WASHINGTON (AP) — THE ISSUE: An estimated 11 million people are living and in many cases working in the United States illegally. The questions of what to with them and how to curb future illegal immigration have been a campaign issue for more than a decade. Never more so than now. Illegal immigration goes to the heart of Donald Trump's presidential campaign. It's a source of his strength among supporters, contention among critics and confusion over what he really intends to do.
The long debate over immigration in Congress has focused on which should come first: stiffer enforcement at the border and inside the country or a path to legal status for the millions of people who are already a part of their communities. Efforts to overhaul the country's immigration laws have routinely been defined by Republicans supporting an enforcement-first approach with Democrats preferring a path to legal status for those here while working on security efforts at the same time. The result? A standstill.
WHERE THEY STAND
Trump vows to build a wall along the Mexican border complete with a "big beautiful door." He vows Mexico will pay for the wall; Mexico vows it won't. Trump had repeatedly pledged to deport all the people living in the country illegally. Now he'd focus on deporting people who have committed crimes beyond their immigration offences. As for the rest, he's proposing no path to legal status while they are in the U.S.
Democrat Hillary Clinton has pledged to push for an overhaul that would enable citizenship — not just legal status — for many living in the country illegally. She has also said she would expand programs that protect some groups of immigrants from deportation, including those who arrived as children and the parents of U.S. citizens and legal permanent residents. President Barack Obama's effort to shield parents from deportation is on hold after the Supreme Court deadlocked on a decision in a case challenging the president's authority to expand the deportation protection program.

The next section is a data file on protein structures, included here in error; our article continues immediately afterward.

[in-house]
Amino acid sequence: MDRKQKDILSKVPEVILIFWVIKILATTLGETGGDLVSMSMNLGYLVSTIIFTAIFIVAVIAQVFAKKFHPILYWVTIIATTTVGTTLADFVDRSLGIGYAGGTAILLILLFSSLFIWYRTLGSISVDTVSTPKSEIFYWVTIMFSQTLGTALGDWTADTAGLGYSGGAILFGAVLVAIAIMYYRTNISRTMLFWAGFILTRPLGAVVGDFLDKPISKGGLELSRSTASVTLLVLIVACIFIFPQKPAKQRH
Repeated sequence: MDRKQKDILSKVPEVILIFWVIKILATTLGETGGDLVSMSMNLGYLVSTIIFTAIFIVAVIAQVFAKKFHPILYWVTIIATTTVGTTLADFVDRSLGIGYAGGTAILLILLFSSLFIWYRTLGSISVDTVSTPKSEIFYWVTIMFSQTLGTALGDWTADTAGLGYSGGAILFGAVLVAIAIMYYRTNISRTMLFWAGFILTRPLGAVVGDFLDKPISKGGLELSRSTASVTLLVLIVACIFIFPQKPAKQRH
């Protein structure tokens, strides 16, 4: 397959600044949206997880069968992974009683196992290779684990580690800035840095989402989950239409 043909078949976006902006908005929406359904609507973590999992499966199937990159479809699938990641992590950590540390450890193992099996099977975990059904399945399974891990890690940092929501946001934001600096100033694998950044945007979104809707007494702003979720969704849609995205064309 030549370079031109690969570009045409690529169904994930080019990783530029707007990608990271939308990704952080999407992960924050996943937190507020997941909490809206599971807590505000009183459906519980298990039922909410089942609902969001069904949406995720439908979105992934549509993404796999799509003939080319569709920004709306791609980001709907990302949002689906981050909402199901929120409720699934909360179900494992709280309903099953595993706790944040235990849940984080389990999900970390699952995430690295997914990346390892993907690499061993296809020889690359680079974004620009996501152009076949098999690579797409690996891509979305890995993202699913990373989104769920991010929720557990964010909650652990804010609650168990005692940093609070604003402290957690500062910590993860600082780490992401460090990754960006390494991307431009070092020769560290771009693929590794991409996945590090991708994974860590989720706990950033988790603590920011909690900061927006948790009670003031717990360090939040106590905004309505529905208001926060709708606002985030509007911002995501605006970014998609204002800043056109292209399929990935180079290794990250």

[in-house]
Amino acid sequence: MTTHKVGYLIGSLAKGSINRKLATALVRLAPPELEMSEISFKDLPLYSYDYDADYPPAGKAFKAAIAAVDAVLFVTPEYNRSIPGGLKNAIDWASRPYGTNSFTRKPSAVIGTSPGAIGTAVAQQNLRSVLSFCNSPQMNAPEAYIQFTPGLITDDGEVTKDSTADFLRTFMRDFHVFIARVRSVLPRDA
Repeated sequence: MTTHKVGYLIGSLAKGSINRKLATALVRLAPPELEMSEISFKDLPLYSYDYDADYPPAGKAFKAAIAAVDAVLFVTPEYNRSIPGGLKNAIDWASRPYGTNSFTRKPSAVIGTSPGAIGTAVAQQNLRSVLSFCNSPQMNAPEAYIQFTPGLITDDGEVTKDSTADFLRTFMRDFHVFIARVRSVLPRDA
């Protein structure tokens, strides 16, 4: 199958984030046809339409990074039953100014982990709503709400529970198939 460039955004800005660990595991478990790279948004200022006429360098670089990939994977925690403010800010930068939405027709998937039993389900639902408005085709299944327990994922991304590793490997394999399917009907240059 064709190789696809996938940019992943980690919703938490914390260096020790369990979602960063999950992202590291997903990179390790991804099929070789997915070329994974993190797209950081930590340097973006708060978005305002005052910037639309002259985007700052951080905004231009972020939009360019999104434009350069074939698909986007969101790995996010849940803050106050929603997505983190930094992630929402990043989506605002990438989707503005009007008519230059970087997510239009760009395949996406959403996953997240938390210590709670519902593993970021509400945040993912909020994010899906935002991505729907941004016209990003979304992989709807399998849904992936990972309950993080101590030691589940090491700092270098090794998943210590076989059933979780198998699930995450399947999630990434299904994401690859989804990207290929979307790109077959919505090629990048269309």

WHY IT MATTERS
Illegal immigration has remained at nearly 40-year lows for the last several years and several estimates of the immigrants living in the country illegally suggest that Mexican migration trends have actually reversed, with more Mexican nationals leaving the United States than arriving. And billions of dollars have been spent in recent years to build fencing, improve technology used at the border and expand the Border Patrol.
Nonetheless the Mexican border remains a focal point for those who argue that the country is not secure. As evidence that the border is not secure, many Republicans point to the illegal crossings of hundreds of thousands of unaccompanied children and people traveling as families in recent years. The surge of children and families from Central America in 2014 was described as a crisis at the border and the volume of people apprehended overwhelmed government resources.
At the same time, the Obama administration has dramatically slowed the pace of deportations after setting a record by sending home more than 409,000 people in 2012. During the 2015 budget year, the administration removed 235,000 people.
Multiple efforts to overhaul immigration policies have repeatedly ended in a legislative stalemate as Republicans and Democrats spar over how to approach both securing the border and dealing with those immigrants already here.
This story is part of AP's "Why It Matters" series, which will examine three dozen issues at stake in the presidential election between now and Election Day. You can find them at: http://apne.ws/2bBG85a